Commending FirstBank on the SME Clinic, Obele noted that the event exposed SMEs to lots of opportunities for their business growth like how the Nigerian business environment is going to look like through the year as well as the transition dynamics of the consumer.”

 

He said: “Examining strategy from the outlook that was presented today, it is more of how SMEs rework their internal systems to respond to the changing environment that we have. Nigeria is a high fluid and dynamic economy which means that our own business environment is changing faster than advanced economies”

 

One of the participants at the clinic, Tayo Oginni, President/CEO, International Energy Market Place Ltd., said attending the seminar provided background knowledge on how to develop a road map for setting up a business in a structured manner.

 

He asserted that the business clinic taught SMEs the things to be aware of when starting a business, “the facilitator created an atmosphere of things that need to be done. I will strongly recommend that SMEs need this kind of intervention.”

Ogini also lauded FirstBank and Traction for organising the clinic, noting that one of the key areas discussed at the clinic was financing where SMEs were taught that cash flow is key in business, therefore they have to watch their cash flow.

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NCAC, Belgium Plan Cultural Exchange Programme For 2020

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One of the cultural programmes Nigerians can expect this year is a major exchange between the National Council for Arts and Culture and the Kingdom of Belgium.

The Belgian Ambassador to Nigeria, His Excellency, Mr. Daniel Dorgent, stated the need to come together and work on projects which will be of mutual benefit to both nations via fashion exhibitions, music and dance, art and crafts, cultural festivals amongst other noble initiatives.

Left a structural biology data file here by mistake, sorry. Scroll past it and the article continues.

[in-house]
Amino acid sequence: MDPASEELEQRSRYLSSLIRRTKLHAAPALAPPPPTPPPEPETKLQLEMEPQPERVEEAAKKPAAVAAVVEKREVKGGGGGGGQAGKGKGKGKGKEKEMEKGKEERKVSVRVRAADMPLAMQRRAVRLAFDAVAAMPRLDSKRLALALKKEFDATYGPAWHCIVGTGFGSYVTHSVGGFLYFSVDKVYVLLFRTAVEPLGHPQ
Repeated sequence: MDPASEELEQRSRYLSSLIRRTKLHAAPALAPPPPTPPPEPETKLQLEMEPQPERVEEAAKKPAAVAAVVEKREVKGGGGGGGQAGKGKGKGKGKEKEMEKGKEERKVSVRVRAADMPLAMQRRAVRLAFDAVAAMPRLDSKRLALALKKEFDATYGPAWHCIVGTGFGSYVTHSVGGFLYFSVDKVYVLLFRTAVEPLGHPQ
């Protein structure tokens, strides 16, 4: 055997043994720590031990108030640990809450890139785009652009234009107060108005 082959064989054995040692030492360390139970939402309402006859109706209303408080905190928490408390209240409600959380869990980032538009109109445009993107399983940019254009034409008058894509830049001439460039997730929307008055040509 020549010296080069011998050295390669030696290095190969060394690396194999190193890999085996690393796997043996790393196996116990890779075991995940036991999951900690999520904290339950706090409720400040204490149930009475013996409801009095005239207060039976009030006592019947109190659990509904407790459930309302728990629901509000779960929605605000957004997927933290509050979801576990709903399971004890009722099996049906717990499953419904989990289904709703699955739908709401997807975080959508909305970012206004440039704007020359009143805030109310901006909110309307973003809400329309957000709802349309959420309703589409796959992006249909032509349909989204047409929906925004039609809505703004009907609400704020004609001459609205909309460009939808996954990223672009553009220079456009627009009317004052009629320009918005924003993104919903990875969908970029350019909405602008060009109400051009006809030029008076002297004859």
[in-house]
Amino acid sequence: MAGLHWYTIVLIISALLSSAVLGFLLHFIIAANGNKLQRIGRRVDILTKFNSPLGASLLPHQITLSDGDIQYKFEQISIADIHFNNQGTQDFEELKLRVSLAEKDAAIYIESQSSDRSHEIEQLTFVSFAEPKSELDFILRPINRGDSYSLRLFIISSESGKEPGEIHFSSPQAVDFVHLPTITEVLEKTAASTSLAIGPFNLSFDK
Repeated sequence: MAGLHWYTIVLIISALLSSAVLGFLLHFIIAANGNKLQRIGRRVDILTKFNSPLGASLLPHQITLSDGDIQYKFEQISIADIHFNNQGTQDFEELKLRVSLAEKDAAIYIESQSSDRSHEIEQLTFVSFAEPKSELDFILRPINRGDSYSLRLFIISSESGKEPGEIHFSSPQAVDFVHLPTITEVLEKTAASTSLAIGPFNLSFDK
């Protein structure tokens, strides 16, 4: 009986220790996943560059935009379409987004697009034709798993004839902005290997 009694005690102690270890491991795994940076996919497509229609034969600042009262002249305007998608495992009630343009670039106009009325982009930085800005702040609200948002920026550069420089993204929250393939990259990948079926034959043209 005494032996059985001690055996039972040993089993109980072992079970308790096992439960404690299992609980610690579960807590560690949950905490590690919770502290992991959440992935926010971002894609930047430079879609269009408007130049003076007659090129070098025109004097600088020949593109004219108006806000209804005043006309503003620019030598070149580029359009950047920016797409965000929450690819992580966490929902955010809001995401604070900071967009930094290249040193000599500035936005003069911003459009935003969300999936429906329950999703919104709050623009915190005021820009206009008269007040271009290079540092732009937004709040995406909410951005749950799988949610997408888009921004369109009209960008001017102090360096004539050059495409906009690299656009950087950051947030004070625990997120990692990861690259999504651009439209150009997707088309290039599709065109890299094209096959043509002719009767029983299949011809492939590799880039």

The Envoy revealed this while on a visit to the NCAC to solicit collaboration from Otunba Segun Runsewe (Director-General) in this regard.

Dorgent said Nigeria was a country with great potentials adding, “we stand to benefit from some of these interesting potentials.”

He was also quick to add that the project could involve Nigerians and Africans in the Diaspora.

On his part, Otunba Segun Runsewe promised to provide the necessary logistics like venue, publicity and security to ensure a successful outing.

Runsewe observed that Nigeria and Belgium have a long relationship in sports while sharing mutually beneficial economic ties with no less than 40 Belgium companies doing extremely well in Nigeria.

According to the NCAC chief, “As far back as 1984, over eleven Nigerian professional footballers plied their trade in the Belgian league. You will recall also that in the last Olympic, Nigeria and Belgium played the volleyball final.”

Speaking further, Runsewe added that, “as a body we have collaborated with Iran, Bangladesh and China. So for your exhibition, we will put in our best to ensure the programme meets international standards.”

The meeting ended with the exchange of promotional materials on behalf of the two nations.

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…And the Winner of Best Mobile Banking App Award is FirstBank

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First Bank of Nigeria Limited has been named 2019 “Best Mobile Banking App” and “Fastest Growing Retail Bank”  by Global Business Outlook.

The Global Business Outlook Award recognises and rewards excellence in business in companies across the world, both in the public and private sectors. The award rewards innovation, creativity and the drive to create value.

FirstBank earned the Fastest Growing Retail Bank recognition because of its leading role in promoting financial inclusion in the country, a drive which has resulted in its 44,000 Agent Banking network designed to complement the provision of bespoke financial services at its over 750 branches nationwide.

Speaking on the awards, Folake Ani-Mumuney, the Bank’s Group Head, Marketing & Corporate Communications said, “We appreciate the recognition of these awards by the respective awarding bodies. The awards are dedicated to all our customers across the globe as their continued patronage of our services is appreciated.

We remain steadfast and would not rest on our laurels at rendering bespoke financial services tailored to meet the financial needs of our valued customers, irrespective of where they may be.”